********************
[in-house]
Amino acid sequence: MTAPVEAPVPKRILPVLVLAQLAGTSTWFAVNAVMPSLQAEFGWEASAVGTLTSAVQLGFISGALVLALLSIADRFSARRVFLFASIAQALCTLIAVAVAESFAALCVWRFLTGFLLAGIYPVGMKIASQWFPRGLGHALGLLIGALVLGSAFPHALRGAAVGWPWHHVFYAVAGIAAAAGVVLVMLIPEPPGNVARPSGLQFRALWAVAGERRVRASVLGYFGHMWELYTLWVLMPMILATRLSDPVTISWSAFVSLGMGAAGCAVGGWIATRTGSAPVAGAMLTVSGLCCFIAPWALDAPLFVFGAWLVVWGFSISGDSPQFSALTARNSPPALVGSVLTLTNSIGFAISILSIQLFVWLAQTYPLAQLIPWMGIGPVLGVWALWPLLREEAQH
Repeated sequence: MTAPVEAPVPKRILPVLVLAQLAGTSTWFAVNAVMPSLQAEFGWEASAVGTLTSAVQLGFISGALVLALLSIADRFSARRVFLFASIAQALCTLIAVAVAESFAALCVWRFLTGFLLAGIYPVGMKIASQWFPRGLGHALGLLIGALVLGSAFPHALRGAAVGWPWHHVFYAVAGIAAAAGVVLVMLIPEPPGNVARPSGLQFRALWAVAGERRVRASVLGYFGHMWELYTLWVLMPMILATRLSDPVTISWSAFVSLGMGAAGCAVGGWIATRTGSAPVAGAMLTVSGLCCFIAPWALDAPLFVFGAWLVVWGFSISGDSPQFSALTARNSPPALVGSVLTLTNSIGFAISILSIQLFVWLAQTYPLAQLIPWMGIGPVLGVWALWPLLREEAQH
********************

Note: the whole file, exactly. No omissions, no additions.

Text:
[in-house]
Amino acid sequence: MTAPVEAPVPKRILPVLVLAQLAGTSTWFAVNAVMPSLQAEFGWEASAVGTLTSAVQLGFISGALVLALLSIADRFSARRVFLFASIAQALCTLIAVAVAESFAALCVWRFLTGFLLAGIYPVGMKIASQWFPRGLGHALGLLIGALVLGSAFPHALRGAAVGWPWHHVFYAVAGIAAAAGVVLVMLIPEPPGNVARPSGLQFRALWAVAGERRVRASVLGYFGHMWELYTLWVLMPMILATRLSDPVTISWSAFVSLGMGAAGCAVGGWIATRTGSAPVAGAMLTVSGLCCFIAPWALDAPLFVFGAWLVVWGFSISGDSPQFSALTARNSPPALVGSVLTLTNSIGFAISILSIQLFVWLAQTYPLAQLIPWMGIGPVLGVWALWPLLREEAQH
Repeated sequence: MTAPVEAPVPKRILPVLVLAQLAGTSTWFAVNAVMPSLQAEFGWEASAVGTLTSAVQLGFISGALVLALLSIADRFSARRVFLFASIAQALCTLIAVAVAESFAALCVWRFLTGFLLAGIYPVGMKIASQWFPRGLGHALGLLIGALVLGSAFPHALRGAAVGWPWHHVFYAVAGIAAAAGVVLVMLIPEPPGNVARPSGLQFRALWAVAGERRVRASVLGYFGHMWELYTLWVLMPMILATRLSDPVTISWSAFVSLGMGAAGCAVGGWIATRTGSAPVAGAMLTVSGLCCFIAPWALDAPLFVFGAWLVVWGFSISGDSPQFSALTARNSPPALVGSVLTLTNSIGFAISILSIQLFVWLAQTYPLAQLIPWMGIGPVLGVWALWPLLREEAQH